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COVID-19: Key questions all marketers should be asking

4 minute read | Matt O’Grady, Global Commercial President, Nielsen Media | March 2020

Staying put is what’s best for reducing the spread of the coronavirus (COVID-19), but home-bound consumers are having an immediate impact on brands. The pull-back on advertising spend will cut expenses in the short term but will affect a brand’s resilience. How can businesses support their brands and make money in such uncharted waters?

We know that TV has always been a great way for businesses to build brand loyalty. Marketers now have to reduce spending while continuing to engage buyers. This is all happening so quickly against the backdrop of two key global, and not surprising, trends: an increase in media consumption and a decrease in advertising spend.


Media consumption is increasing. We predict that being home-bound could lead to almost a 60% increase in the amount of video content we watch globally. As each country is at a different stage of responding to COVID-19, TV engagement is varied. But one thing is consistent: time spent per viewer watching news and entertainment is going up as the spread of COVID-19 worsens and isolation becomes the best solution to reducing the spread. 

To make use of longer periods of TV engagement, marketers should be asking themselves:

  1. How can I adjust my content to reach new audiences? By building new strategies to reach local areas, different demographic splits and new interests, marketers can hold the attention of consumers longer.
  2. Has the concept of the primetime daypart changed? With people applying social distancing, is primetime still in the evenings after dinner? As viewing times shift, content needs to be considerate of a flexible primetime period and the verifying types of content consumers are hungry for. 
  3. Sport is one of the most engaged types of content on TV. With the impact of cancelled competitions and closed stadiums, broadcasters need to find a way to replace this sorely missed content. NASCAR, for example, has taken the bull by the horns and started hosting virtual races with live, professional racers—with the first event attracting significant engagement. Testing historical sports content, other applications for esports and potentially offering home workouts could also be new ways to engage the home-bound audience.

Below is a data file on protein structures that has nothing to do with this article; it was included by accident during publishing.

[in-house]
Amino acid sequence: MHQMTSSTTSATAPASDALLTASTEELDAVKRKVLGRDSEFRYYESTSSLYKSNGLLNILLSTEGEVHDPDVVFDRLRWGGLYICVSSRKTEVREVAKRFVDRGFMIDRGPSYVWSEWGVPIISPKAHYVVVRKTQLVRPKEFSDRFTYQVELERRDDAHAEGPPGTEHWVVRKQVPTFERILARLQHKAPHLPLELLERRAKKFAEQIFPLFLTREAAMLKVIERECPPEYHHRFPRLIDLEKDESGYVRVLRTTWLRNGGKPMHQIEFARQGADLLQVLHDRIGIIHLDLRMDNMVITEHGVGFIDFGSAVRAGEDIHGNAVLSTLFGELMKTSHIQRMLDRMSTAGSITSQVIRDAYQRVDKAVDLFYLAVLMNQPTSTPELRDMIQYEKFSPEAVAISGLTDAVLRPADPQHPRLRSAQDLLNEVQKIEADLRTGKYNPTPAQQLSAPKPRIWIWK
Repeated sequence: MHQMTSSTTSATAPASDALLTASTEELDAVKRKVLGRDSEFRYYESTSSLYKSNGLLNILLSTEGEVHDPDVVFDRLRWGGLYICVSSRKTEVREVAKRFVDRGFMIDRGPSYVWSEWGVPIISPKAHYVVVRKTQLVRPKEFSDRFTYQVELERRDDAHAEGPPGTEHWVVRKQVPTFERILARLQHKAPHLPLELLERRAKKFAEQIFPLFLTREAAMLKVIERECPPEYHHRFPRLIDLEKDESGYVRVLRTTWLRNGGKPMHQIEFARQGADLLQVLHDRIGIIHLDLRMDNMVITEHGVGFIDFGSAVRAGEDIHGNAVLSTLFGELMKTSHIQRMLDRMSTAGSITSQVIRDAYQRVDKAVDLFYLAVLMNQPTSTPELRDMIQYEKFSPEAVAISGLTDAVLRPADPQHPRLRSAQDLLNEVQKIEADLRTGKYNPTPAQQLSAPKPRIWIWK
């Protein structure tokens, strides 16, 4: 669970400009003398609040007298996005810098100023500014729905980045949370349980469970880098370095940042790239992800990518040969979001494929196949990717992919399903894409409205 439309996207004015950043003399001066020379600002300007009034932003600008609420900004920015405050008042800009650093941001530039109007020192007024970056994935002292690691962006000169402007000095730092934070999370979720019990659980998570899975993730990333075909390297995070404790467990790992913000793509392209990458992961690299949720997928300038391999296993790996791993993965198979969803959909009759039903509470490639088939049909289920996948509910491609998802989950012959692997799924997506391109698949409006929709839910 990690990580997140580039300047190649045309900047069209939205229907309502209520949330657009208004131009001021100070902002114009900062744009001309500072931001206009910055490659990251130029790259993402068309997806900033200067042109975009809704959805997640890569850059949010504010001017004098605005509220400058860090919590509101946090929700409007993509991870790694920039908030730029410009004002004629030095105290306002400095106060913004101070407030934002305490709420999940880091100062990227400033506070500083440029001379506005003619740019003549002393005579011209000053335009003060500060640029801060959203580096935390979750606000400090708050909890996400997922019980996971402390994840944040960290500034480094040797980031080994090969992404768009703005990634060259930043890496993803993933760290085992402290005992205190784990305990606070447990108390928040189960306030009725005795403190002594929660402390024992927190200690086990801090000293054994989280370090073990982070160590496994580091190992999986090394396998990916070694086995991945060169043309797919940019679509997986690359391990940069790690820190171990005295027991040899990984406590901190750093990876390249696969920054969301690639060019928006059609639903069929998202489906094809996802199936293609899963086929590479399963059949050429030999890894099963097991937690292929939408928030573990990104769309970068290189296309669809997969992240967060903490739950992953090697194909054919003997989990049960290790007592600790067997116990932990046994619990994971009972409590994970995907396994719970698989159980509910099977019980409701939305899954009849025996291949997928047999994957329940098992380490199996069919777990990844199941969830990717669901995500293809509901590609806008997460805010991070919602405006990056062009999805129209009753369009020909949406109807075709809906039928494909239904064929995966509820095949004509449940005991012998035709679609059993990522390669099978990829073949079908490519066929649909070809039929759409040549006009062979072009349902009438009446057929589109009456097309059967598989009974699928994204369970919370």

Italy is the epicenter of the pandemic within Europe. Understanding the impact it has had on their advertising volumes helps foretell the fate for many markets which are a few weeks behind. According to Nielsen Ad Intel, for the TV advertising volumes data released so far (January 2019-8 March 2019 vs the same period for 2020), Italy saw a 5% decline in the volume of ads – Entertainment (-42%) and Transport and Tourism (-67%) sectors took a large hit. The U.K. is starting to follow suit, with 3% fewer ads than last year. Belgium and the Netherlands have seen small increases (4.2% and 4.5%, respectively).

India, however, is a surprising outlier to these television advertising volume trends. In week 1 of the lockdown advertising volumes saw a 13% increase when compared to week commencing 14 March 2020 to 11 January-31 January 2020. Social advertising (+147%), food and beverage (+36%) and banking and finance investment (+47%) drove the advertising volume increases.  However, these volume increases did not equate to a similar rise in advertising revenue.

Marketers need to reexamine their advertising message by asking:

  1. How can I build a steady stream of customers with brand loyalty advertising? Showing that your brand is making an impact in the community or demonstrating new ways to use your products (recipes, DIY sanitation, crafts to keep the kids preoccupied) could increase your customer adoption in the long term. In order to overcome the pain the travel industry is facing, airlines are partnering with local governments to help people seeking to return home, they’ve changed their cancelling policies, allowed flexibility to move flights to later in the year and even extended the expiration of their loyalty program benefits.
  2. How can my brand connect with how people are feeling and experiencing COVID-19? Interestingly, for as late as 8 March, new ads in Italy were reported to be promoting a train service where the people featured were hugging. Recognising this, brands in Italy are changing their creativity. It’s essential to quickly adapt content to changing times and demonstrate ways to meet new customer needs. Introducing shopping hours for the elderly, hours dedicated to medical service workers, free delivery, limiting purchases to reduce bulk buying, for example, are powerful ways to drive increased product margins. 

COVID-19 poses a serious threat to our media ecosystem. By looking at content and ads through a different lens, marketers can adapt brand strategies and reverse shrinking margins. 

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